Goldman Sachs and Morgan Stanley Survive! On The Back of Taxpayer Deposits?

September 21, 2008

Now let me state from the outset – I don’t claim to be a financial wizard, but I find it curious that in order for the last of our country’s investment banks to survive they must become – well – regular banks.

If somehow we haven’t gotten it thus far – AMERICA IS IN FINANCIAL CRISIS!  The scope of the crisis is truly unknown to the average citizen and while I am no doomsayer – it is not over.

The borderline unethical financial practices of these institutions are the root cause of their demise.  When you loan money to people who can’t practically pay it back in the interest of profits – you are, in my opinion, acting without sound business ethics.  But here’s the deal – if it were you or I, we would be conviced of some fraud or conspiracy.  That would mean jail time.  But when your crime (yes I said crime) is so large that it shakes the foundation of our financial markets – you get bailed out and make no mistake the Fed’s action today (on a Sunday) is a bail out.

Think about it – over the course of the past three weeks our government in one form or another has spent up to nearly 1 TRILLION of our taxpayer dollars to shore up our financial institutions so that we would not experience another GREAT DEPRESSION.  Wise or not remains to be seen.  All I report on here are the facts.

Goldman Sachs and Morgan Stanley are the remaining two investment backs surviving.  Lehman Brothers filed for bankruptcy and will be sold to Barclays and Merrill Lynch was purchased by Bank of America.  Fascinating that little NCNB (former North Carolina National Bank) became Bank of America and now is the largest bank in the US with the Merrill acquisition.  Who said the South would not rise again.  But I digress.

According to a report by CNN:

The Fed announced that it had approved the request of the two investment banks. The change in status will allow them to create commercial banks that will be able to take deposits, bolstering the resources of both institutions.

It is clear that this change of status is designed to use “deposit” as a means of leverage giving them a stable source of funding.  The question is – who would want to deposit funds into either institution.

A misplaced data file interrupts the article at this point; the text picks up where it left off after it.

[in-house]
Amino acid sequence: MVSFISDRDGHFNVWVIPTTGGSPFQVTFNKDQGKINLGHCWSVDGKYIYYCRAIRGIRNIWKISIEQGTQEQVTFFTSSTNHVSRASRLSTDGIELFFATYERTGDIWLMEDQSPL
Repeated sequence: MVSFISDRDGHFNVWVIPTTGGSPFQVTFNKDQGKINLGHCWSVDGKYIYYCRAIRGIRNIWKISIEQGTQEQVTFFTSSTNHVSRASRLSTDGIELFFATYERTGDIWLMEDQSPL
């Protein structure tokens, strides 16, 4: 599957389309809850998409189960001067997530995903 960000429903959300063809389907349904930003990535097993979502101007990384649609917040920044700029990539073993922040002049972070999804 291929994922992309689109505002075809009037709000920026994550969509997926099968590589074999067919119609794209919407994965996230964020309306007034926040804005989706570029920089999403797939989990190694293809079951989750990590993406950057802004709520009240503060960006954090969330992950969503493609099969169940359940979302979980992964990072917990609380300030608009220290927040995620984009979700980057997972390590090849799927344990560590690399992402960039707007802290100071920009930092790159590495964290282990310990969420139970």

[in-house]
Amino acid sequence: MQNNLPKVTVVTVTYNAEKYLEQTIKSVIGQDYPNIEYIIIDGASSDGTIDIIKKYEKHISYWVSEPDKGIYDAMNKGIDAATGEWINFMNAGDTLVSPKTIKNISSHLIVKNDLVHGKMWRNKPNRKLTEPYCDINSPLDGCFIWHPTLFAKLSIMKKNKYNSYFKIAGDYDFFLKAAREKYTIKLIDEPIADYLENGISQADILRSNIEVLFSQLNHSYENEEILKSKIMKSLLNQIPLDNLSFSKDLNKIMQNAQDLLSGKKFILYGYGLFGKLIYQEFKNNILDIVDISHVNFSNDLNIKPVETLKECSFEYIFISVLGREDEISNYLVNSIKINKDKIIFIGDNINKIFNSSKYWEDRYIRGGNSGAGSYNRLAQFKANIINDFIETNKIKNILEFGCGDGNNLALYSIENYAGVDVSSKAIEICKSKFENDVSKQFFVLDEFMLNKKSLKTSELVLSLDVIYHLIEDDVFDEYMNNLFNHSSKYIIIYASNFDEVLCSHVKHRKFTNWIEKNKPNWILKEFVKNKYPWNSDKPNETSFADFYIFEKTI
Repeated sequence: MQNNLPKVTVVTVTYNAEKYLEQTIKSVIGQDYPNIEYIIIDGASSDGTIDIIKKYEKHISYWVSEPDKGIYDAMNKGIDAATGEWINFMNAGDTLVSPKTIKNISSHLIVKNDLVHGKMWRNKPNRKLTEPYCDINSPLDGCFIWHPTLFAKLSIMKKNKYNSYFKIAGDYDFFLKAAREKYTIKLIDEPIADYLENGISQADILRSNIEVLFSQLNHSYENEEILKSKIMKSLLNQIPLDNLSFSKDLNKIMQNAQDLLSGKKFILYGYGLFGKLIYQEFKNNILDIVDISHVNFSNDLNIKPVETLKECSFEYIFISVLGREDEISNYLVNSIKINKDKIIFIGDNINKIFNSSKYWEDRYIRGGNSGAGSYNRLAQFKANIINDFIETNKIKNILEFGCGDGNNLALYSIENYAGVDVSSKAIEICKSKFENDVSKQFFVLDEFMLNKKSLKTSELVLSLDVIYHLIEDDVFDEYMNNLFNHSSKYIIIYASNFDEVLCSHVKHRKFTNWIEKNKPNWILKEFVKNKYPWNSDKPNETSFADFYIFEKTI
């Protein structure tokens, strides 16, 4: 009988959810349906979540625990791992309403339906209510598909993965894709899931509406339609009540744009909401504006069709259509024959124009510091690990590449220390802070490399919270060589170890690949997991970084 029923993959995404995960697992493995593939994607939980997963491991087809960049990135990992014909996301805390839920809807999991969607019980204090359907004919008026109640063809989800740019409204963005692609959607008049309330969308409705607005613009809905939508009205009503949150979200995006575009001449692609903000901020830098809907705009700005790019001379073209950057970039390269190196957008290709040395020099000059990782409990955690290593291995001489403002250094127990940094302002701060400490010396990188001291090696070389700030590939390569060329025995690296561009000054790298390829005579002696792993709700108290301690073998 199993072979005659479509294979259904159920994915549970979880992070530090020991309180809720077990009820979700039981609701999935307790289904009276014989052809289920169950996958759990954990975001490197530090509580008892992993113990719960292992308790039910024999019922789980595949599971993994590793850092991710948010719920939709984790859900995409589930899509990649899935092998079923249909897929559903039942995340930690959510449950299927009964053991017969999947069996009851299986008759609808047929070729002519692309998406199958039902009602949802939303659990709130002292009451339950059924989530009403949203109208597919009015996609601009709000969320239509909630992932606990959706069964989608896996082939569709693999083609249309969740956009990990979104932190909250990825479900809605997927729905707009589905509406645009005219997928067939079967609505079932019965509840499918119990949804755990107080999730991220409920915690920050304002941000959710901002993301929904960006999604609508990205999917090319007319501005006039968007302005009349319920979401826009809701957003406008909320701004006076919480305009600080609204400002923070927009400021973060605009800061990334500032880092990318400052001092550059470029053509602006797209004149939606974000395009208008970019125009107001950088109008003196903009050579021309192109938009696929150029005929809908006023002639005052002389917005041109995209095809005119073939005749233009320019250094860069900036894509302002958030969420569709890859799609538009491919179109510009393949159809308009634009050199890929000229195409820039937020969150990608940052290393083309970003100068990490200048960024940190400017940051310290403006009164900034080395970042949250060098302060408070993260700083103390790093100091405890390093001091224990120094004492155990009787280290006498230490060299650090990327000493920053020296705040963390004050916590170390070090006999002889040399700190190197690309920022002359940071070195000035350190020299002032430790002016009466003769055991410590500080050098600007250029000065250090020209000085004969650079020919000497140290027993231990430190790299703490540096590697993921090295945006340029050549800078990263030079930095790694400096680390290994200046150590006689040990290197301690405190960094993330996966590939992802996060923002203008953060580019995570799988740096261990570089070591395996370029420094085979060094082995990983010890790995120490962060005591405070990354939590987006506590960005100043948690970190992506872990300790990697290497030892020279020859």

Answer:  In the surprise announcement late Sunday, the central bank said that to provide increase funding support to Goldman (GS, Fortune 500) and Morgan (MS, Fortune 500) during the transition period, they would be allowed to get short-term loans from the Federal Reserve Bank of New York against various types of collateral.

So let me get this straight in my mind – the federal reserve is going to make loans to both Goldman and Morgan giving them cash to offset their poor loan portfolio making them appear to be safe.  To me that is like paint a rotten fence with white paint and calling it new.  This is nothing more than a disguised bail out.

According to MSNBC: After the collapse of Bear Stearns and its forced sale to JP Morgan Chase last March, the Fed used powers it had been granted during the Great Depression to extend its emergency loans to investment banks as well as commercial banks. However, that extension was granted on a temporary basis.

But as commercial banks, Goldman Sachs and Morgan Stanley will have permanent access to emergency loans from the Fed, the same privilege that other commercial banks enjoy.

So here are some questions to ponder – and feel free to respond!

Question 1: Should the Fed have taken the actions to allow Goldman and Morgan to survive by allowing “normal” banking deposits?

Question 2: Do you feel that the actions by the “investment banks” have been ethical or unethical?  Why?

Question 3: With the massive actions taken over the course of the past three or so weeks, do you feel more or less confident in our nations economy?

As a business ethics speaker, I can say that there has never been a time in my lifetime that demands more thought, focus and ethical consideration of actions taken than now.  Business is good and business done with right ethical intention can grow and prosper.  But, as I say in practically every presentation I make – Every choice has a consequence.  Now we are reaping the consequences of choices made – not so long ago.

For all our sakes let’s hope that we can weather the economic storm ahead.

Your comments are welcome!